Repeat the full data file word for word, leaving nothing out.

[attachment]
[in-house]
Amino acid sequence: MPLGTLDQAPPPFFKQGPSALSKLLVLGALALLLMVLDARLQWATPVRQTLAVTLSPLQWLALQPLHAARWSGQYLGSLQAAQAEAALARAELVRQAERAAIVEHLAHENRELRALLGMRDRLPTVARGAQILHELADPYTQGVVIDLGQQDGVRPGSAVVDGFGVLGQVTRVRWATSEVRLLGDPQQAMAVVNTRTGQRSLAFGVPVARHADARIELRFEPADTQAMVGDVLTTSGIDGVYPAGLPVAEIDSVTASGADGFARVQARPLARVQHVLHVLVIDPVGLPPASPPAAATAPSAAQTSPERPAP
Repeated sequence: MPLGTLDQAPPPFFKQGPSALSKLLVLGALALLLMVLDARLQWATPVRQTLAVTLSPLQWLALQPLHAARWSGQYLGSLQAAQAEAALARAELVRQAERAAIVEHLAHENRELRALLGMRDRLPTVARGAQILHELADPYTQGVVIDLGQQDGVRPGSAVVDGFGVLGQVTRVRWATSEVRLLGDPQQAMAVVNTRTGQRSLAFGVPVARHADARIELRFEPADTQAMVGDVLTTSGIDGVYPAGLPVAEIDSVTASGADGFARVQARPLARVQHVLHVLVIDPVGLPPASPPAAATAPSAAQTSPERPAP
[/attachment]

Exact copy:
[in-house]
Amino acid sequence: MPLGTLDQAPPPFFKQGPSALSKLLVLGALALLLMVLDARLQWATPVRQTLAVTLSPLQWLALQPLHAARWSGQYLGSLQAAQAEAALARAELVRQAERAAIVEHLAHENRELRALLGMRDRLPTVARGAQILHELADPYTQGVVIDLGQQDGVRPGSAVVDGFGVLGQVTRVRWATSEVRLLGDPQQAMAVVNTRTGQRSLAFGVPVARHADARIELRFEPADTQAMVGDVLTTSGIDGVYPAGLPVAEIDSVTASGADGFARVQARPLARVQHVLHVLVIDPVGLPPASPPAAATAPSAAQTSPERPAP
Repeated sequence: MPLGTLDQAPPPFFKQGPSALSKLLVLGALALLLMVLDARLQWATPVRQTLAVTLSPLQWLALQPLHAARWSGQYLGSLQAAQAEAALARAELVRQAERAAIVEHLAHENRELRALLGMRDRLPTVARGAQILHELADPYTQGVVIDLGQQDGVRPGSAVVDGFGVLGQVTRVRWATSEVRLLGDPQQAMAVVNTRTGQRSLAFGVPVARHADARIELRFEPADTQAMVGDVLTTSGIDGVYPAGLPVAEIDSVTASGADGFARVQARPLARVQHVLHVLVIDPVGLPPASPPAAATAPSAAQTSPERPAP